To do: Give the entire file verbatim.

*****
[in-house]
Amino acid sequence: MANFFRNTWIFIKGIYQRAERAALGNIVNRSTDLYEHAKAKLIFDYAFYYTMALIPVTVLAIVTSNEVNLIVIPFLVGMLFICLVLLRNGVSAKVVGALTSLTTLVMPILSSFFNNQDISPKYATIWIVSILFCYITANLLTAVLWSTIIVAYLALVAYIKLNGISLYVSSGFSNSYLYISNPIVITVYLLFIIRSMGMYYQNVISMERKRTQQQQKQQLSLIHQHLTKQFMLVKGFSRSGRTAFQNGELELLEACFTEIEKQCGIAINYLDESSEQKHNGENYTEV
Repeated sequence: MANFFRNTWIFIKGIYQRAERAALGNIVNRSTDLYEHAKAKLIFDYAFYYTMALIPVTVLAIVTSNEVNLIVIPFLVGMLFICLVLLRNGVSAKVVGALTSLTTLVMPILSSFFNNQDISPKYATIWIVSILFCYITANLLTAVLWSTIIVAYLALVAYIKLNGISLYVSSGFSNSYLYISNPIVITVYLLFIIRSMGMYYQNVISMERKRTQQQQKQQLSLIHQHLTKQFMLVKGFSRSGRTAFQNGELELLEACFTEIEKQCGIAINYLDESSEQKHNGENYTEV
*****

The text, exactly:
[in-house]
Amino acid sequence: MANFFRNTWIFIKGIYQRAERAALGNIVNRSTDLYEHAKAKLIFDYAFYYTMALIPVTVLAIVTSNEVNLIVIPFLVGMLFICLVLLRNGVSAKVVGALTSLTTLVMPILSSFFNNQDISPKYATIWIVSILFCYITANLLTAVLWSTIIVAYLALVAYIKLNGISLYVSSGFSNSYLYISNPIVITVYLLFIIRSMGMYYQNVISMERKRTQQQQKQQLSLIHQHLTKQFMLVKGFSRSGRTAFQNGELELLEACFTEIEKQCGIAINYLDESSEQKHNGENYTEV
Repeated sequence: MANFFRNTWIFIKGIYQRAERAALGNIVNRSTDLYEHAKAKLIFDYAFYYTMALIPVTVLAIVTSNEVNLIVIPFLVGMLFICLVLLRNGVSAKVVGALTSLTTLVMPILSSFFNNQDISPKYATIWIVSILFCYITANLLTAVLWSTIIVAYLALVAYIKLNGISLYVSSGFSNSYLYISNPIVITVYLLFIIRSMGMYYQNVISMERKRTQQQQKQQLSLIHQHLTKQFMLVKGFSRSGRTAFQNGELELLEACFTEIEKQCGIAINYLDESSEQKHNGENYTEV